X

Thank you for sharing!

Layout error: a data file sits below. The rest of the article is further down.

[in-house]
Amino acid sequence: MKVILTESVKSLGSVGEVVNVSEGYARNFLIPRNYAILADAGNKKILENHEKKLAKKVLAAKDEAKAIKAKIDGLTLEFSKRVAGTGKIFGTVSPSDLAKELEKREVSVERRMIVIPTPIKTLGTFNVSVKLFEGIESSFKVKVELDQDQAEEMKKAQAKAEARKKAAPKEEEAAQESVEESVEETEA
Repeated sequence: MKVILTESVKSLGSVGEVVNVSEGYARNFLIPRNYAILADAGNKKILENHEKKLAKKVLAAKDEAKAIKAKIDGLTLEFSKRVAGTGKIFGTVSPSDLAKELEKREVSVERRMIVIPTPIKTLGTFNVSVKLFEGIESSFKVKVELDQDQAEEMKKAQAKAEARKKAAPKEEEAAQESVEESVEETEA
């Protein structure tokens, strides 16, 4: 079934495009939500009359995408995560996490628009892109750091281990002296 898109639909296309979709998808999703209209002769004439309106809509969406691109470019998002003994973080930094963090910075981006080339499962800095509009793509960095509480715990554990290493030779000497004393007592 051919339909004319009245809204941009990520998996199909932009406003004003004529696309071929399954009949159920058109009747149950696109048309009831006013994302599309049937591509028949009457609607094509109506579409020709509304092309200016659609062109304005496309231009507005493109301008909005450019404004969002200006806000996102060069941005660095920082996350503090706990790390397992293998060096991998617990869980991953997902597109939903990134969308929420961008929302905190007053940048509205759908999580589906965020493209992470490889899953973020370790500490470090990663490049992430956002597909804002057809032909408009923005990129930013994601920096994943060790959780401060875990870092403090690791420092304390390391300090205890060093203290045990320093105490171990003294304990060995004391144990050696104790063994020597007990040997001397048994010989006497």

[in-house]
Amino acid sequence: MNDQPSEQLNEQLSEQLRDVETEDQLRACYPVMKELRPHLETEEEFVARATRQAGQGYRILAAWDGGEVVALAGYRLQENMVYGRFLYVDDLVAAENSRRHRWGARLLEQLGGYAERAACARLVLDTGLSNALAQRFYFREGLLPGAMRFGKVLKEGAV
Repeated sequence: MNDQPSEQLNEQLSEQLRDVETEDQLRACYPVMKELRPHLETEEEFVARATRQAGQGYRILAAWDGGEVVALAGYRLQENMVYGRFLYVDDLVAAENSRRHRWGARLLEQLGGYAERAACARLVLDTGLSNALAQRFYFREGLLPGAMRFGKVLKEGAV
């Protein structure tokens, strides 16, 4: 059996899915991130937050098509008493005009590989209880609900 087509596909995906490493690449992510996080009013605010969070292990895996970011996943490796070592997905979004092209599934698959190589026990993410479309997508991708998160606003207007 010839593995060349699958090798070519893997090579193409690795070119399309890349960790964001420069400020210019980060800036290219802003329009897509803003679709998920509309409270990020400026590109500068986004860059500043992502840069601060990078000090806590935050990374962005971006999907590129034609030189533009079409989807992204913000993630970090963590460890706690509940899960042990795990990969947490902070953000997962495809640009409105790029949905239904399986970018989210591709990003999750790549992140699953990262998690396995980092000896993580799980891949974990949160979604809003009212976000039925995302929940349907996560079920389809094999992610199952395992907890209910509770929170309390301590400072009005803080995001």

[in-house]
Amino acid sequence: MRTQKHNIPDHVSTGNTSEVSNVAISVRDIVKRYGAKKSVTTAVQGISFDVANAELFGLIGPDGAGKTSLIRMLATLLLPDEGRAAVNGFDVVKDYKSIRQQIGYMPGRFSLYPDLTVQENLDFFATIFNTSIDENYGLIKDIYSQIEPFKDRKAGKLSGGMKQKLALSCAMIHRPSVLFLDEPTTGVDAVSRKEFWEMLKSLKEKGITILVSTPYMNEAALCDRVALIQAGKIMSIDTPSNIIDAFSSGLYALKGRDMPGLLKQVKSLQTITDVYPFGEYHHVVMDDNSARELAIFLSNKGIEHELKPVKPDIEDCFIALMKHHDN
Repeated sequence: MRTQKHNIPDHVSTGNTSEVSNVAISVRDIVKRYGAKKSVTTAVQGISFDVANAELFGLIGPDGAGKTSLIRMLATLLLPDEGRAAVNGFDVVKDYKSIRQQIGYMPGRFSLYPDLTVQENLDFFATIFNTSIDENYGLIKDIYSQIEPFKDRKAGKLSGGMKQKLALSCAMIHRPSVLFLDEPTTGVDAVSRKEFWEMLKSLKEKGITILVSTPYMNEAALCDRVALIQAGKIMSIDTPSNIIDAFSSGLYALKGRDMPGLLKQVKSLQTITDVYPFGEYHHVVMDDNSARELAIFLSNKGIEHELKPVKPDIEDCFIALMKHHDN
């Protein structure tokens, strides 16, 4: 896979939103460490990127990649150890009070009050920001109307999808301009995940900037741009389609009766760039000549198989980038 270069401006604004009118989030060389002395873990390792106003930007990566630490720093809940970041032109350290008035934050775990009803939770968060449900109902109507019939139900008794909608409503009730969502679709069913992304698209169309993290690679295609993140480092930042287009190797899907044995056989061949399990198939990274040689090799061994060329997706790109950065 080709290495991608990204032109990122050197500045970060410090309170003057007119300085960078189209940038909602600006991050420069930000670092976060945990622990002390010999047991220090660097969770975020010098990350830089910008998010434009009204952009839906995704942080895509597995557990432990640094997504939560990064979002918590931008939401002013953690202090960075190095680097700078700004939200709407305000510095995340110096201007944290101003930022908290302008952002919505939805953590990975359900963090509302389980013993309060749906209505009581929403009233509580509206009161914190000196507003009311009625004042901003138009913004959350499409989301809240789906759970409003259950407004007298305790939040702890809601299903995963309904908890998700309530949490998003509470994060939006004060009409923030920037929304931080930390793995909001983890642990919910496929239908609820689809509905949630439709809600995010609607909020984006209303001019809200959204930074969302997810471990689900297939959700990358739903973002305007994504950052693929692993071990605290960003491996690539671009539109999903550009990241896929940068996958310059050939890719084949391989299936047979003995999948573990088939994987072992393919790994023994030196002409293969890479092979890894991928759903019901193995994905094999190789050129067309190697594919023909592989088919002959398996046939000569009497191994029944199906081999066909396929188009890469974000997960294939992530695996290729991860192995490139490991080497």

Your article was successfully shared with the contacts you provided.